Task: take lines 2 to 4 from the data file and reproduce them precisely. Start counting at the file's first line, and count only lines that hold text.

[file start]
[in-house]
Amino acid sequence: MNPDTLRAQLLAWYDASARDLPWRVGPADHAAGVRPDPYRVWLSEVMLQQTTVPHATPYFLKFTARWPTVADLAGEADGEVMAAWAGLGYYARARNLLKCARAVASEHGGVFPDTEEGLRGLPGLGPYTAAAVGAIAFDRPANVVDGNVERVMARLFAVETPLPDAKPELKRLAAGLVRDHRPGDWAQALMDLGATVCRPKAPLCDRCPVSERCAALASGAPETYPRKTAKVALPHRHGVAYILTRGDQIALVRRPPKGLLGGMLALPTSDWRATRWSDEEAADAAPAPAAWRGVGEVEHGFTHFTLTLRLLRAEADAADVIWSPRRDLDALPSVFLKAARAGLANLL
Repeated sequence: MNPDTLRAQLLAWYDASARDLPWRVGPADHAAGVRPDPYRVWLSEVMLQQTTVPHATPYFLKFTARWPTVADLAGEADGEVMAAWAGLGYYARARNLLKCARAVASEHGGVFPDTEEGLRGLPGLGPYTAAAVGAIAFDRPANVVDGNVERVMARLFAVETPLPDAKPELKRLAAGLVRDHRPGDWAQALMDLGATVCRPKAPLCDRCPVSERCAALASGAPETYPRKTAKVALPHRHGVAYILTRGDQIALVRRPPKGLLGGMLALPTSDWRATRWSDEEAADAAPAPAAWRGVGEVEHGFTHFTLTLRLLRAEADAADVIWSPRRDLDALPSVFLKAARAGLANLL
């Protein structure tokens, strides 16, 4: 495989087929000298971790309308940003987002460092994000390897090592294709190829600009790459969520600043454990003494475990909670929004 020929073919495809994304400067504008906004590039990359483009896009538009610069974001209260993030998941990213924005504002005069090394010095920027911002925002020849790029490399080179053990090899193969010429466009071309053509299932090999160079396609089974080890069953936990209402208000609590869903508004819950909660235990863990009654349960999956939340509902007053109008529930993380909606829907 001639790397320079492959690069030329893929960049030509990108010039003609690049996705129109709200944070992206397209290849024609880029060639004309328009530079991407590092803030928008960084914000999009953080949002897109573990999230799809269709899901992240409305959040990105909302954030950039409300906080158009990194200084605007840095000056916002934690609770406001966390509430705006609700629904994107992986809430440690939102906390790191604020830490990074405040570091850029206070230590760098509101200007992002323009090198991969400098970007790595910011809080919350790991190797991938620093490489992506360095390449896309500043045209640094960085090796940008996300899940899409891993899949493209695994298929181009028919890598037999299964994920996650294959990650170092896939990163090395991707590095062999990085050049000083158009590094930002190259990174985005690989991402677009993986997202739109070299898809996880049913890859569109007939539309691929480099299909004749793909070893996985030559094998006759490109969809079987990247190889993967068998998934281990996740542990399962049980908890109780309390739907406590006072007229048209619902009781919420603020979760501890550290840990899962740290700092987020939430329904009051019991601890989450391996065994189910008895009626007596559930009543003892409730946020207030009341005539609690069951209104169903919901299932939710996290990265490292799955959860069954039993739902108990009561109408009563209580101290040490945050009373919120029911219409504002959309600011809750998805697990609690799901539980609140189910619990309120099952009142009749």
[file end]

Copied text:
Amino acid sequence: MNPDTLRAQLLAWYDASARDLPWRVGPADHAAGVRPDPYRVWLSEVMLQQTTVPHATPYFLKFTARWPTVADLAGEADGEVMAAWAGLGYYARARNLLKCARAVASEHGGVFPDTEEGLRGLPGLGPYTAAAVGAIAFDRPANVVDGNVERVMARLFAVETPLPDAKPELKRLAAGLVRDHRPGDWAQALMDLGATVCRPKAPLCDRCPVSERCAALASGAPETYPRKTAKVALPHRHGVAYILTRGDQIALVRRPPKGLLGGMLALPTSDWRATRWSDEEAADAAPAPAAWRGVGEVEHGFTHFTLTLRLLRAEADAADVIWSPRRDLDALPSVFLKAARAGLANLL
Repeated sequence: MNPDTLRAQLLAWYDASARDLPWRVGPADHAAGVRPDPYRVWLSEVMLQQTTVPHATPYFLKFTARWPTVADLAGEADGEVMAAWAGLGYYARARNLLKCARAVASEHGGVFPDTEEGLRGLPGLGPYTAAAVGAIAFDRPANVVDGNVERVMARLFAVETPLPDAKPELKRLAAGLVRDHRPGDWAQALMDLGATVCRPKAPLCDRCPVSERCAALASGAPETYPRKTAKVALPHRHGVAYILTRGDQIALVRRPPKGLLGGMLALPTSDWRATRWSDEEAADAAPAPAAWRGVGEVEHGFTHFTLTLRLLRAEADAADVIWSPRRDLDALPSVFLKAARAGLANLL
């Protein structure tokens, strides 16, 4: 495989087929000298971790309308940003987002460092994000390897090592294709190829600009790459969520600043454990003494475990909670929004 020929073919495809994304400067504008906004590039990359483009896009538009610069974001209260993030998941990213924005504002005069090394010095920027911002925002020849790029490399080179053990090899193969010429466009071309053509299932090999160079396609089974080890069953936990209402208000609590869903508004819950909660235990863990009654349960999956939340509902007053109008529930993380909606829907 001639790397320079492959690069030329893929960049030509990108010039003609690049996705129109709200944070992206397209290849024609880029060639004309328009530079991407590092803030928008960084914000999009953080949002897109573990999230799809269709899901992240409305959040990105909302954030950039409300906080158009990194200084605007840095000056916002934690609770406001966390509430705006609700629904994107992986809430440690939102906390790191604020830490990074405040570091850029206070230590760098509101200007992002323009090198991969400098970007790595910011809080919350790991190797991938620093490489992506360095390449896309500043045209640094960085090796940008996300899940899409891993899949493209695994298929181009028919890598037999299964994920996650294959990650170092896939990163090395991707590095062999990085050049000083158009590094930002190259990174985005690989991402677009993986997202739109070299898809996880049913890859569109007939539309691929480099299909004749793909070893996985030559094998006759490109969809079987990247190889993967068998998934281990996740542990399962049980908890109780309390739907406590006072007229048209619902009781919420603020979760501890550290840990899962740290700092987020939430329904009051019991601890989450391996065994189910008895009626007596559930009543003892409730946020207030009341005539609690069951209104169903919901299932939710996290990265490292799955959860069954039993739902108990009561109408009563209580101290040490945050009373919120029911219409504002959309600011809750998805697990609690799901539980609140189910619990309120099952009142009749």